Lamenting “Do Something-ism” in Australian politics

This piece first appeared on Election Watch.

john“AT LEAST DO SOMETHING!  DO!”  former Hawthorn coach John Kennedy Snr (right) famously urged his players during the 1975 VFL Grand Final. The rousing address was recorded, and now forms part of footy folklore. But the speech might also speak volumes about our approach to national politics.

Callers to talkback radio frequently lament the government-of-the-day’s perceived lack of action on topical issues, and vaguely demand it “does something”. Petrol prices are too high? The government should do something. A rise in asylum seekers? The government should do something. Unemployment on the rise? Well, clearly the government should do something about that.

Let’s call it Do Something-ism. Exactly what the government should do is less frequently articulated (let alone the elusive ‘how?’).

Policy responses to big issues are inevitably hard and boring. They involve compromise and time to implement. This isn’t the West Wing, where policy conundrums are identified and solved within 42 minutes. Swift action by governments or ‘crackdowns’ by authorities may capture the headlines — and temporarily sooth the concerns of the talkback callers — but rarely do they produce sustained results.

Do Something-ism is a gift to oppositions who can exploit perceptions of government inaction without necessarily needing to propose an alternative course of action. Prime Minister Tony Abbott accused Julia Gillard of leading a “do nothing government”, while Labor used the same line of attack against former Victorian Liberal Premier, Ted Baillieu. Both leaders have now been confined to the political dustbin.

This isn’t the West Wing, where policy conundrums are identified and solved within 42 minutes.

Of course, governments also use Do Something-ism to their advantage. When Kevin Rudd returned to the Prime Ministership in June 2013, he immediately set about tweaking Labor policy in areas of perceived electoral weakness; striking an asylum seeker deal with PNG, “axing” the carbon tax, reforming Labor’s internal structures, etc.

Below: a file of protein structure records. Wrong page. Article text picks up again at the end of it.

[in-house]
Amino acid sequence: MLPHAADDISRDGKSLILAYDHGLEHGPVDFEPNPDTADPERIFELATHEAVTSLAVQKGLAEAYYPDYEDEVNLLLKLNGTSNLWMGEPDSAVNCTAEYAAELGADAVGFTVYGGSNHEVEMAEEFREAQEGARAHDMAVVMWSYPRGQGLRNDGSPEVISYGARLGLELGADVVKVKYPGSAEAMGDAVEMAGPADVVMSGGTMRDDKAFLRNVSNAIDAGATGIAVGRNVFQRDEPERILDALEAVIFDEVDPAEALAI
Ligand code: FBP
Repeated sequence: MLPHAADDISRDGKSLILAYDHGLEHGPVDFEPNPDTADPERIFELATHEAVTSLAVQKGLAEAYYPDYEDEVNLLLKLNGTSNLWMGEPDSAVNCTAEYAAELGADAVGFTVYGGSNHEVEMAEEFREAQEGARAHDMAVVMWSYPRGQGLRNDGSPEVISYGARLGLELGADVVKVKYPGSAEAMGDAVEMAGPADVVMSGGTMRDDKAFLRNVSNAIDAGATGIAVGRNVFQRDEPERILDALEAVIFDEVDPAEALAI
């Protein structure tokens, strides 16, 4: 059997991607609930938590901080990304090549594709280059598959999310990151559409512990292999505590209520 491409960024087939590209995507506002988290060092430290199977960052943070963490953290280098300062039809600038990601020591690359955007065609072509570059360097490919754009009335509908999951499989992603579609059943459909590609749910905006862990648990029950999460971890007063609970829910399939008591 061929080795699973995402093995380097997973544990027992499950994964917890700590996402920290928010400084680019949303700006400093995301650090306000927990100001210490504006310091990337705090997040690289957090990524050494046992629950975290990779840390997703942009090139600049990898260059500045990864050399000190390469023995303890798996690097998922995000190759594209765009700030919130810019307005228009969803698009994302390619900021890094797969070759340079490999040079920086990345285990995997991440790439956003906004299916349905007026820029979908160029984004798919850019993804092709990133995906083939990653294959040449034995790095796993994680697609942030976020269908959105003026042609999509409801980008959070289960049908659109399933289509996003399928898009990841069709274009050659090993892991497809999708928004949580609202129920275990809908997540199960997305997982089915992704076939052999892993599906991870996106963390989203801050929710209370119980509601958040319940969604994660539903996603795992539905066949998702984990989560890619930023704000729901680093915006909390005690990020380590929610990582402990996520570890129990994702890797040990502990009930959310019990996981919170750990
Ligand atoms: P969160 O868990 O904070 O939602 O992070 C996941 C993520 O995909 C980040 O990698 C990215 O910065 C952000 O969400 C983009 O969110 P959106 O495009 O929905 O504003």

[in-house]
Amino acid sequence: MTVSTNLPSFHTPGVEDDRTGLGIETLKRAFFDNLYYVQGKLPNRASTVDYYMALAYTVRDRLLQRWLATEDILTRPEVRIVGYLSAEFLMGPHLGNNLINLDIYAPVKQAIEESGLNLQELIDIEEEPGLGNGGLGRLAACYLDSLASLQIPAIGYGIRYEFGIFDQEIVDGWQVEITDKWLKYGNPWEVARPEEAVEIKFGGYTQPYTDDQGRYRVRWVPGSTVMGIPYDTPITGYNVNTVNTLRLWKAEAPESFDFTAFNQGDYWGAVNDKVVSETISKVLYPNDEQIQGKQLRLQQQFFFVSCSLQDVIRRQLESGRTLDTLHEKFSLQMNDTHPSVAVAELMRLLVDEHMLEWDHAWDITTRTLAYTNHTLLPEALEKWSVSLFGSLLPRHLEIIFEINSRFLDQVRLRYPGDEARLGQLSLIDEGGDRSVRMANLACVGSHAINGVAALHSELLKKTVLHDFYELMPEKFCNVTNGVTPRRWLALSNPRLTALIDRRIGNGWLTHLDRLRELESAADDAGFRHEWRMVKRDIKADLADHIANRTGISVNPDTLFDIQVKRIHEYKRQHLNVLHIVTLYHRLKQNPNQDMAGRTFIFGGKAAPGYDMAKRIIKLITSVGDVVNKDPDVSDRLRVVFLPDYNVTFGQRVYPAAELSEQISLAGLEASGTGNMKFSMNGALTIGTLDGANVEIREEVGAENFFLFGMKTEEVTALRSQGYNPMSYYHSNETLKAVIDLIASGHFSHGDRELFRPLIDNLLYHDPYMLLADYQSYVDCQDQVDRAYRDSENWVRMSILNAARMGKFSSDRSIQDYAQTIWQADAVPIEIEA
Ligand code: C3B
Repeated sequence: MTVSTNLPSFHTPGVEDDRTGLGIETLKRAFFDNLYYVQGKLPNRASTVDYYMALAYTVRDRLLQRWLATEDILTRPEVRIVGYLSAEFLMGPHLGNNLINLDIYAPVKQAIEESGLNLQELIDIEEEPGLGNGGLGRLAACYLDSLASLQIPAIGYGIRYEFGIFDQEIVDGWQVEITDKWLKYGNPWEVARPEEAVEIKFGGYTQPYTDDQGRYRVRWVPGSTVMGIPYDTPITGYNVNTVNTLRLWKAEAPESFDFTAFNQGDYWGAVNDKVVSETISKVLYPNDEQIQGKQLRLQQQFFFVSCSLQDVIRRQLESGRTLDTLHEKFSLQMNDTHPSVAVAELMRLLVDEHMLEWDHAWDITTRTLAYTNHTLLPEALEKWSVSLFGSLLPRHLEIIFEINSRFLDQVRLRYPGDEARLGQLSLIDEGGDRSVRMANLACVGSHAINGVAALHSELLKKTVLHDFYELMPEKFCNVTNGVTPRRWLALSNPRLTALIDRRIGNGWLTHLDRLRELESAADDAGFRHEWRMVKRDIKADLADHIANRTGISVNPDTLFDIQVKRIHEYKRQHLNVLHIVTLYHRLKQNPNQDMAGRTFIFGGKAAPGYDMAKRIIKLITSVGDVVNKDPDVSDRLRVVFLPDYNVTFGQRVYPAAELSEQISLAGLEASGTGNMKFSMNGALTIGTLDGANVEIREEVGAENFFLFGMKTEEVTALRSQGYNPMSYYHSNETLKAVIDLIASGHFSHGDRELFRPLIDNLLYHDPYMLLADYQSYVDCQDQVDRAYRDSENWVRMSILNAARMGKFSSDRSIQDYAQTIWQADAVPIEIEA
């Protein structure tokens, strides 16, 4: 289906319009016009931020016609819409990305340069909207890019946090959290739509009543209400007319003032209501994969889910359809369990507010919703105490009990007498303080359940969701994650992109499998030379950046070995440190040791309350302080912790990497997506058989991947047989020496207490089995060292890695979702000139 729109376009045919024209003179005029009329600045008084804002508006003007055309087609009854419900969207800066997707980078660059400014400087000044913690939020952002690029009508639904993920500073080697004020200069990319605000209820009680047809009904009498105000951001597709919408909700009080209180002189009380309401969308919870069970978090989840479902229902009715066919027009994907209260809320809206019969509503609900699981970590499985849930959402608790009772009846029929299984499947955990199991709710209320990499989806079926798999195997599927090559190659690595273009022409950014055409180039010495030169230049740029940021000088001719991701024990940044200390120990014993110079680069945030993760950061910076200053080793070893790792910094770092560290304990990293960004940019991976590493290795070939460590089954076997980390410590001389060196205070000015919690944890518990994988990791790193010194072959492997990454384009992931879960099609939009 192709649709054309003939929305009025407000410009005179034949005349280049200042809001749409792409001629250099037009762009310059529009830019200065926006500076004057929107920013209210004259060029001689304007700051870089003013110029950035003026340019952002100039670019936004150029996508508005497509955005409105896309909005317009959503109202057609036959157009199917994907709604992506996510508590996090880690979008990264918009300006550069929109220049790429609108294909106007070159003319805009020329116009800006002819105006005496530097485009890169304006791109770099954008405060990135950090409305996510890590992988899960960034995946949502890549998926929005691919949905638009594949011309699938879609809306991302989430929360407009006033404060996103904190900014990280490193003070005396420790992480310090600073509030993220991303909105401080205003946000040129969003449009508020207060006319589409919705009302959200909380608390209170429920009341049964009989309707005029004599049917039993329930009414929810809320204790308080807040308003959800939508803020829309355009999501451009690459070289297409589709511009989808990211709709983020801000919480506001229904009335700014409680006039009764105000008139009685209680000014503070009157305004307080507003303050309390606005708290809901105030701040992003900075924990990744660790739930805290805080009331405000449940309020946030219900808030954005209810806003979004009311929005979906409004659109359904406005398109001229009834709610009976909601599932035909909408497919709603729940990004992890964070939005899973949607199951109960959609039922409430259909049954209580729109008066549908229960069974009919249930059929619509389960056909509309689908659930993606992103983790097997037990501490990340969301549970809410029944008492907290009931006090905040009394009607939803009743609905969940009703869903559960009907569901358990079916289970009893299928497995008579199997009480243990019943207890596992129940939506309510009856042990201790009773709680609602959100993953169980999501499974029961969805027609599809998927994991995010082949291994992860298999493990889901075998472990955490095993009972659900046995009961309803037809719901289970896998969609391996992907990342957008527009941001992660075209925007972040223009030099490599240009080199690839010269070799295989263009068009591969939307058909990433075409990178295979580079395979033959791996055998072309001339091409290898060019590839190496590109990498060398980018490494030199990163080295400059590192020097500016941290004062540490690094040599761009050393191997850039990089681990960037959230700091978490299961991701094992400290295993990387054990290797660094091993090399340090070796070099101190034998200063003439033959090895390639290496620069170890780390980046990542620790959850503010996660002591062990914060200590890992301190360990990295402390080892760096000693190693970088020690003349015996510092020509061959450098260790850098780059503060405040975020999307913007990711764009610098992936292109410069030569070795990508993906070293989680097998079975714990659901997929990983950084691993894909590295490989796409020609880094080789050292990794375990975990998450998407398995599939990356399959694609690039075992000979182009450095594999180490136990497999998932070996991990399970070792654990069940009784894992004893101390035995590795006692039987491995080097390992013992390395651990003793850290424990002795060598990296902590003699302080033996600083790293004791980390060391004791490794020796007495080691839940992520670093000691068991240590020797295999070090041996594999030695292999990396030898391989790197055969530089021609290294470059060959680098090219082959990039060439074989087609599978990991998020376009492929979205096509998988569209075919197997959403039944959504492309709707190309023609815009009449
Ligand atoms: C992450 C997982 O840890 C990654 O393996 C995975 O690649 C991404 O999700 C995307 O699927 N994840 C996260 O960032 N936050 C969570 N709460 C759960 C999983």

These policy modifications were soon subjected to legitimate and probing questions (Was Mr Rudd overstating the PNG deal? Was he really “axing” the tax? Were the party reforms — later dubbed “Kevin’s curse” — rushed and ill conceived?). But in a sense, none of this mattered. Mr Rudd was doing something. He was acting. The details were irrelevant.

When Gruen Nation analysed a Coalition campaign advertisement that featured little more than then-Shadow Treasurer Joe Hockey reciting a laundry lists of economic and budgetary data (see the clip at Election Watch’party ad database), the ABC’s Annabel Crabb put it this way:

“[That ad’s] main aim to to kind of bombard you with wall-of-sound statistics so that your overall impression is: ‘Oh my head hurts, so many numbers’.

That is, to leave the viewer with the impression of action and competency. To demonstrate Joe Hockey has what it takes to Do Something about the economy. Again, the details were superfluous.

A genuinely engaged public could force our political leaders to talk more about policy, or even abandon ‘thought bubble’ policies that are never going to work.

So when Australians complain about the parties’ lack of policies, or the poor standard of debate in Australia, they should recognise the power for change resides with them.

If the average voters’ political engagement extended beyond simply wanting politicians to Do Something — to instead include discussion about what they should do, how it should be done, who should pay for it and what compromises would be required — Australia would be a better place.

A genuinely engaged public could force our political leaders to talk more about policy, or even abandon ‘thought bubble’ policies that are never going to work.

If you need any further arguments against the pervasive cancer that is Do Something-ism, consider this: Hawthorn lost that 1975 Grand Final.

Perhaps the players would have benefited more from being told what to do.

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